New family of selective silver-based anti-cancer drugs discovered
A new family of very promising silver-based anti-cancer drugs has been discovered by researchers in South Africa. The most promising silver thiocyanate phosphine complex among these, called UJ3 for short, has been successfully tested in rats and in human cancer cells in the laboratory.
In research published in BioMetals, UJ3 is shown to be as effective against human esophageal cancer cells, as a widely used chemotherapy drug. Esophageal cancer cells are known to become resistant to current forms of chemotherapy.
"The UJ3 complex is as effective as the industry-standard drug Cisplatin in killing cancer cells in laboratory tests done on human breast cancer and melanoma, a very dangerous form of skin cancer," says Professor Marianne Cronjé, head of the Department of Biochemistry at the University of Johannesburg.
Fewer side effects
Apart from needing a much lower dose than an industry standard, UJ3 is also much less toxic.
"In rat studies, we see that up to 3 grams of UJ3 can be tolerated per 1 kilogram of bodyweight. This makes UJ3 and other silver phosphine complexes we have tested about as toxic as Vitamin C," says Professor Reinout Meijboom, Head of the Department of Chemistry at the University of Johannesburg.
If UJ3 becomes a chemotherapy drug in future, the lower dose required, lower toxicity and greater focus on cancer cells will mean fewer side effects from cancer treatment.
Powerhouse pathway to neat cancer cell death
UJ3 appears to target the mitochondria, resulting in programmed cell death to kill cancer cells—a process called apoptosis. When a cancer cell dies by apoptosis, the result is a neat and tidy process where the dead cell's remains are "recycled", not contaminating healthy cells around them, and not inducing inflammation.
Certain existing chemotherapy drugs are designed to induce apoptosis, rather than "septic" cell death which is called necrosis, for this reason.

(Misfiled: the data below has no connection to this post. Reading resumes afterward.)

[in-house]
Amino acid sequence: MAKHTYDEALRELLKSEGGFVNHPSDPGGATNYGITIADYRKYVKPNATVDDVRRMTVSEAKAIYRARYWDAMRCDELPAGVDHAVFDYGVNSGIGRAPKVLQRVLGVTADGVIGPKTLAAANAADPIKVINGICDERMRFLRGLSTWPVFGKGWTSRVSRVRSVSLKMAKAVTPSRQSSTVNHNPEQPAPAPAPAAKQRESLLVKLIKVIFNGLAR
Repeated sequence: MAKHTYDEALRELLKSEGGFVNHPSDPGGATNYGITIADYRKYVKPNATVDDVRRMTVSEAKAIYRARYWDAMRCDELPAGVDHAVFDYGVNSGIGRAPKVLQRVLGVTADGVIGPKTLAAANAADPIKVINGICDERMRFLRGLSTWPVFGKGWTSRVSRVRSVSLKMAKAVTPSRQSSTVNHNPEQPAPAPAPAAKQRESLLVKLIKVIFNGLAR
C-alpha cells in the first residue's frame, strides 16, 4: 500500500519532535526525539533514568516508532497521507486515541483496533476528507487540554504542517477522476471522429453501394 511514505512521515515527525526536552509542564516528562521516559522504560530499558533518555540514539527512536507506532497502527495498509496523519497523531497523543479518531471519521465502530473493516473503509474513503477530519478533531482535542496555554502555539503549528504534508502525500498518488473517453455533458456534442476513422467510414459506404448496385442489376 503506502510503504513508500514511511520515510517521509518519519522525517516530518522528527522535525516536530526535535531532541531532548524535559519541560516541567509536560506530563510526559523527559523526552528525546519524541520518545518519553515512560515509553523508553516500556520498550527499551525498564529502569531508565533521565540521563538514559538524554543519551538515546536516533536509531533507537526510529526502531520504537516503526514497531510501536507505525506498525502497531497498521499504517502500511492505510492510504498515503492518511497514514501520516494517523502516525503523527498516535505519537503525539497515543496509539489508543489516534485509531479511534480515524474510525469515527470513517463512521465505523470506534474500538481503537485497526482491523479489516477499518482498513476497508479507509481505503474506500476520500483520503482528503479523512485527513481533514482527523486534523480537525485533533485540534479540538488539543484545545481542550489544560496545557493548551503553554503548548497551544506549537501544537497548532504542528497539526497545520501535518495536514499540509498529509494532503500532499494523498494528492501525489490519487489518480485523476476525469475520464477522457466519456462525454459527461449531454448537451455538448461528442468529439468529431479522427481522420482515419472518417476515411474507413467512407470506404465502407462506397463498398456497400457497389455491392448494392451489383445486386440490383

Cancer cells grow much bigger and faster, and make copies of themselves much faster, than healthy cells do. In this way they create cancerous tumors. To do this, they need far more energy than healthy cells do.
UJ3 targets this need for energy, by shutting down the "powerhouses" of a cancer cell, the mitochondria. The complex then causes the release of the "executioner" protein, an enzyme called caspase-3, which goes to work to dismantle the cell's command centre and structural supports, cutting it up for recycling in the last stages of apoptosis.
UJ3 complex and the others in the family are based on silver. This makes the starter materials for synthesizing the complex far more economical than a number of industry-standard chemotherapy drugs based on platinum.
"These complexes can be synthesized with standard laboratory equipment, which shows good potential for large scale manufacture. The family of silver thiocyanate phosphine compounds is very large. We were very fortunate to test UJ3, with is unusually 'flat' chemical structure, early on in our exploration of this chemical family for cancer treatment," says Prof Meijboom.
Research on UJ3 and other silver thiocyanate phosphine complexes at the University is ongoing.